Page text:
Continuing care, long after the cancer has gone

A Galway charity is providing the range of services needed to support patients with cancer

Thu, Nov 14, 2013, 07:00

Cancer is no longer a death sentence and as a significantly greater number of people live with the disease, the needs of the population have changed.

For many patients, issues around living and coping with the medium to long-term effects of cancer and its treatment do not arise for two to four years post-treatment.

Dr Helen Greally, director of psychology and support services at Cancer Care West, points out that traditionally, psychological support was seen as most crucial at the time of diagnosis and this led to psycho-oncology services being based in hospitals where cancer treatments were delivered.

“Psycho-oncology is the treatment of psychological distress caused by cancer in the patient, their relatives or carers.

“Cancer Care West is developing a model of community psycho-oncology that aims to marry traditional support services, which can be found in many smaller centres with the provision of professional psycho-oncology services found only in bigger hospitals,” she explains.

25,000 visits
The Cancer Care West Support Centre, located a five-minute walk from Galway University Hospital, opened its doors in May 2009.

Since then, the centre has been visited more than 25,000 times by over 4,000 people – patients and their families – affected by cancer.

The centre offers psychological support through clinical and counselling psychologists, as well as oncology nursing, benefits advice and a range of support groups and classes including yoga, writing, art and t’ai chi – all under the one roof and all free of charge.

Two years post-treatment is the most common time for referral to a psycho-oncology service and the most common reason is depression.

However, people at all stages of their illness use the services at Cancer Care West from the newly diagnosed to one woman who is 22 years post-treatment.

Total contrast
Walking into the light-filled, open plan drop-in centre in Galway is like going into a bright, welcoming home – a total contrast to the clinical hospital setting.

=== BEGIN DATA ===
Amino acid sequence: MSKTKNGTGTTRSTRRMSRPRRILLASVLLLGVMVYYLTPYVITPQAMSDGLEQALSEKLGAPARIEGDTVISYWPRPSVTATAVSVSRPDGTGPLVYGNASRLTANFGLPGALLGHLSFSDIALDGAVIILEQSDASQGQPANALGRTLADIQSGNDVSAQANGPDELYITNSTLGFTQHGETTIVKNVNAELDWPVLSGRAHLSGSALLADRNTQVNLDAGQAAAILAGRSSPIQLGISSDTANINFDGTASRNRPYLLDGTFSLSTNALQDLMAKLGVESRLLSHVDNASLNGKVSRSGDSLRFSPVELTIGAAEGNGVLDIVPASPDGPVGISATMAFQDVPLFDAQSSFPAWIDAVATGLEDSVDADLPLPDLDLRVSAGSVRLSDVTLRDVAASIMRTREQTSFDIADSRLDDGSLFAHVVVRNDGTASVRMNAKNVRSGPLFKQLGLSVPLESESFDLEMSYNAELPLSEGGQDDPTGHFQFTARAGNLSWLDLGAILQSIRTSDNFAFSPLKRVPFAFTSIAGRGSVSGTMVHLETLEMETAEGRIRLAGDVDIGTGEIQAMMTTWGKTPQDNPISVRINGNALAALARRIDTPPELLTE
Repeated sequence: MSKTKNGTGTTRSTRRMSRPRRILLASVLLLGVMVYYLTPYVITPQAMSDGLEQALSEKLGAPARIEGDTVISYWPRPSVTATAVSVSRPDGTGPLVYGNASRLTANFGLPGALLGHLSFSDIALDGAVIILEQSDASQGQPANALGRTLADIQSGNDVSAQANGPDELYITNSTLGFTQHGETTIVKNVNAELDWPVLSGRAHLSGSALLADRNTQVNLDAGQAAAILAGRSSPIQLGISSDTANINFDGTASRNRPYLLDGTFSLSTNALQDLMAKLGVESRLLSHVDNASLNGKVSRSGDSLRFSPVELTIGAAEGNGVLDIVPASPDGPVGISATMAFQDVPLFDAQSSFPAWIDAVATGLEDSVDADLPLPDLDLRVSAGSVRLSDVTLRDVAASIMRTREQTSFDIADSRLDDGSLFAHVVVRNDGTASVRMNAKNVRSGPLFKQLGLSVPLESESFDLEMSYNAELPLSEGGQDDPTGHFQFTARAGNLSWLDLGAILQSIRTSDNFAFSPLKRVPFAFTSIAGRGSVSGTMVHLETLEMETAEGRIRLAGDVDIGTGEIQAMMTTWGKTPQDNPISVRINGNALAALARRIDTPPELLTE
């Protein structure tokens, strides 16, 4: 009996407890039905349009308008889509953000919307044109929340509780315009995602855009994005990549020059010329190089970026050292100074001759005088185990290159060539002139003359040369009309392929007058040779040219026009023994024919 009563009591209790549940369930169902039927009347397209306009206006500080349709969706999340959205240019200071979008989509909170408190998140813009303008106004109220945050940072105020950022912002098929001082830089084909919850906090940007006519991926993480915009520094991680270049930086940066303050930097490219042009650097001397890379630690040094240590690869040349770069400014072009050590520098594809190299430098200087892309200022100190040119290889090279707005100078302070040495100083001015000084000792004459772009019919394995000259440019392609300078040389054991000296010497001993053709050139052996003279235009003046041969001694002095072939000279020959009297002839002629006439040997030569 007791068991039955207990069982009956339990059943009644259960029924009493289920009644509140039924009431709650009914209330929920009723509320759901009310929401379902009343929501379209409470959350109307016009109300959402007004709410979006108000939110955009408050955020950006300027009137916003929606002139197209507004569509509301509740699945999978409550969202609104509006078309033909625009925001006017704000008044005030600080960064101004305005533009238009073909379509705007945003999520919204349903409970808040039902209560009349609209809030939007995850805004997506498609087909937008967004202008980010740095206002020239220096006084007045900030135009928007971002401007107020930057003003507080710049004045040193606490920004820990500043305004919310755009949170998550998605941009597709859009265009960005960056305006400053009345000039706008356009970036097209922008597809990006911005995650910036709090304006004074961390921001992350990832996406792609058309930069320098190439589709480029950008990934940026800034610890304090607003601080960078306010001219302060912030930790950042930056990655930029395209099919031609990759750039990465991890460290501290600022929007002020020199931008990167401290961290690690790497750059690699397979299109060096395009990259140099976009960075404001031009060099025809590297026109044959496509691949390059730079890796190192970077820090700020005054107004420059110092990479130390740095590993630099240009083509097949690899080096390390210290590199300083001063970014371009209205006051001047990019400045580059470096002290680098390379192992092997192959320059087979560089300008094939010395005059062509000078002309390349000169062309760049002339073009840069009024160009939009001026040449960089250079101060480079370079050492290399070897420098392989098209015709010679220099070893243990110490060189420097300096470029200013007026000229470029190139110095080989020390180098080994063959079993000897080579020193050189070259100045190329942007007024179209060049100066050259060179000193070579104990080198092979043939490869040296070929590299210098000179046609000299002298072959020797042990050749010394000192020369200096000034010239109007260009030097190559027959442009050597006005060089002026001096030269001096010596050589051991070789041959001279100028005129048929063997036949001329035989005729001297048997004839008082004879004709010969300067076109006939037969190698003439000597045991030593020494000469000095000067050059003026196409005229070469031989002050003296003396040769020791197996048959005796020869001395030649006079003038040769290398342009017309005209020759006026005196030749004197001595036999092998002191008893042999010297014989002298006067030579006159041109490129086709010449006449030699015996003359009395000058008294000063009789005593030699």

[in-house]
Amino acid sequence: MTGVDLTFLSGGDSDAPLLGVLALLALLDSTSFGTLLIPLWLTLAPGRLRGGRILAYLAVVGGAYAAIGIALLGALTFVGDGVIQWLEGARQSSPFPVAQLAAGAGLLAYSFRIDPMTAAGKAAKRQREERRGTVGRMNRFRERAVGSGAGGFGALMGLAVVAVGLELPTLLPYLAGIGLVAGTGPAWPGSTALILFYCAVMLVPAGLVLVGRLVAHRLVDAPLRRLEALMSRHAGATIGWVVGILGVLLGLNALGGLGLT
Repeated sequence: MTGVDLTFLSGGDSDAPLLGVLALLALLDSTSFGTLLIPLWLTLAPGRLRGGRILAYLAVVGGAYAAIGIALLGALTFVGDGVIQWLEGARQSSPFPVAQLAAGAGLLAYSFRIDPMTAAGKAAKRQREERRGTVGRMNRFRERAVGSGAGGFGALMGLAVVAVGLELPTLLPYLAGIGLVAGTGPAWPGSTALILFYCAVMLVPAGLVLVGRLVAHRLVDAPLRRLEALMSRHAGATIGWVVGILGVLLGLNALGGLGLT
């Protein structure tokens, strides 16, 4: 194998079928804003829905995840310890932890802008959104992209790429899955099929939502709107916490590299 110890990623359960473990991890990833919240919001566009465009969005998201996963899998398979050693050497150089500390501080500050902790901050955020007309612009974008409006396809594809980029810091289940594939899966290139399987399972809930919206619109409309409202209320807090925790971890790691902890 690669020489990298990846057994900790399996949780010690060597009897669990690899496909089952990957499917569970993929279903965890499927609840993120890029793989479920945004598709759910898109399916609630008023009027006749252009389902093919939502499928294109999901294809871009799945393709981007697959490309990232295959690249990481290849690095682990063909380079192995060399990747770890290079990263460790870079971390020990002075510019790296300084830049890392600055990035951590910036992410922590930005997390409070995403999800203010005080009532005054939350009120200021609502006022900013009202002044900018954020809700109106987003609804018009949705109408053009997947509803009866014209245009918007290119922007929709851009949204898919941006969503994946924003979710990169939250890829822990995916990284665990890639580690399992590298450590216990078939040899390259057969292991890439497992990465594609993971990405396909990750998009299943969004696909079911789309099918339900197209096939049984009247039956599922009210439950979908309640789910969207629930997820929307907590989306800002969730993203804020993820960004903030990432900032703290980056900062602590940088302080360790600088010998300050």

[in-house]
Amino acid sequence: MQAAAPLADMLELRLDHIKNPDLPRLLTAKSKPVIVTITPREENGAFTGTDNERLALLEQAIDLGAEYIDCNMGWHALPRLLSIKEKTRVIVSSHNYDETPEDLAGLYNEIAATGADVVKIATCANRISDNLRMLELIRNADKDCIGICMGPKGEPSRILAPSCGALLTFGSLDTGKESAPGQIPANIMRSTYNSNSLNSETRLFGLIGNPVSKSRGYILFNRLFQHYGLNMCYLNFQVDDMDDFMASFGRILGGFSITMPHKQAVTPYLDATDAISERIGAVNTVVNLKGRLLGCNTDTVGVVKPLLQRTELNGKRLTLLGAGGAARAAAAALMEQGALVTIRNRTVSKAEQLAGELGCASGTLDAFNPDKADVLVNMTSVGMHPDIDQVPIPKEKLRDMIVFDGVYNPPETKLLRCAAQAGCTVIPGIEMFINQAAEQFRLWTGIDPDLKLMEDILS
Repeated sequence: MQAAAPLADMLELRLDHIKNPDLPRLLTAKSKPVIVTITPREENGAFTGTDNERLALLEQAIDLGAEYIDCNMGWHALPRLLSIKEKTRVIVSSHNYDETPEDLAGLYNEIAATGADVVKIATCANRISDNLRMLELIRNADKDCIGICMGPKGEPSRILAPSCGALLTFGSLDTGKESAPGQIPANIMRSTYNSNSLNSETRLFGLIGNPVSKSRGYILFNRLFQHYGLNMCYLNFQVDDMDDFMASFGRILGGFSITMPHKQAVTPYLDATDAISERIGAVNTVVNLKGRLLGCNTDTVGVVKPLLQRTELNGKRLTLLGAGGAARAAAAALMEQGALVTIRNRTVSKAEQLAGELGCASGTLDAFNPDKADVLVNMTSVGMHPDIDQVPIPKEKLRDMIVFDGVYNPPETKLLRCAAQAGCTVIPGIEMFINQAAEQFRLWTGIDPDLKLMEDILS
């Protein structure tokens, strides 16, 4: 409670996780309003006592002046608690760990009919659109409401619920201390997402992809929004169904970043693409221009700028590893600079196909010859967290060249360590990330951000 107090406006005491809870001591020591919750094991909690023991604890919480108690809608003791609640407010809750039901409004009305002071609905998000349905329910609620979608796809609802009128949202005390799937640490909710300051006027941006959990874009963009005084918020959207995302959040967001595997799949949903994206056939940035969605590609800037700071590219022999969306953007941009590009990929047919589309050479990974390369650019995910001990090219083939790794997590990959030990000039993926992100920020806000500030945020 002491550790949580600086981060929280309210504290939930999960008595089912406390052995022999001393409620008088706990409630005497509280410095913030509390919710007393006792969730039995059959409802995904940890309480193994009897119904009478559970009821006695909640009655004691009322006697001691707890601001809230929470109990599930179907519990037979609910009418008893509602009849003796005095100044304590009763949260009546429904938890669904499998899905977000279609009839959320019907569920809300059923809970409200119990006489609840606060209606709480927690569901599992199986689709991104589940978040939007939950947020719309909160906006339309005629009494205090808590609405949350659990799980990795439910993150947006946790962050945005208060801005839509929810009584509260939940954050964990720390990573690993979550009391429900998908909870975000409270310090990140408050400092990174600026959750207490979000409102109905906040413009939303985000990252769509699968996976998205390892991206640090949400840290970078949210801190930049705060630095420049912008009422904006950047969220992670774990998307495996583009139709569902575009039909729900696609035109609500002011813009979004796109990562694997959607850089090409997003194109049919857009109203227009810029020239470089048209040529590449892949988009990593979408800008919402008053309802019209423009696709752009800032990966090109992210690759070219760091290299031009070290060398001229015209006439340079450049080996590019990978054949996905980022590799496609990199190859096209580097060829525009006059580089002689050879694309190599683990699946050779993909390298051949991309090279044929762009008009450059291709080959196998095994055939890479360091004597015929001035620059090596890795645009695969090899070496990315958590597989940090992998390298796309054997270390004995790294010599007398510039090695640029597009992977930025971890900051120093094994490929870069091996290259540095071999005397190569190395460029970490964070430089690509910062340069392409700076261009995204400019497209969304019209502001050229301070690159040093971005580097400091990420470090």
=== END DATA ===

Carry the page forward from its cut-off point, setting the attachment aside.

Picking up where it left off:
Visitors can sit at the long wooden table in the kitchen/dining area and have a cup of tea and a chat or relax in an armchair in the lending library area and choose from the large selection of cancer-related reading material.

It is a quiet peaceful space with an indoor garden and beautiful artwork on the walls.

“Coming in here is a big step for people, but we would love to have more people using our services,” Greally says.

“We are open to anybody. Whether they are one year or 20 years post-treatment or are a relative or carer who has been affected by cancer, it makes no difference.

“One of the myths around cancer is that when the treatment is over, you are better.

“Thankfully, a lot of people cope well with cancer and make a good recovery, but we help people to live with the uncertainty of a cancer diagnosis and the impact this has on their lives.”

The most difficult part of living with cancer, Greally adds, is the fear of recurrence.

For many people, it does not recur, she says, but the only thing that would ease this fear is an absolute guarantee from the medics that it will not recur which nobody can ever give.

“We use interventions like mindfulness to try to get people to live in the present moment, to focus on how they are today and to stop them going into the future. We try to get them to connect their body and mind in the present.

“Through cognitive behavioural therapy, we get people to stand up and face their cancer instead of trying to avoid it as this only increases their anxiety.”

All of the services at the Cancer Care West Centre are free of charge and exist entirely on donations.

Cancer Care West also runs the 33-bed Inis Aoibhinn support lodge in the grounds of University Hospital Galway, where patients can stay while receiving radiotherapy.

To find out more about Cancer Care West’s services, call 091-540040, go to or call into the support centre at 72 Seamus Quirke Road, Galway.

Case study: “It’s not all doom and gloom . . . we have great fun”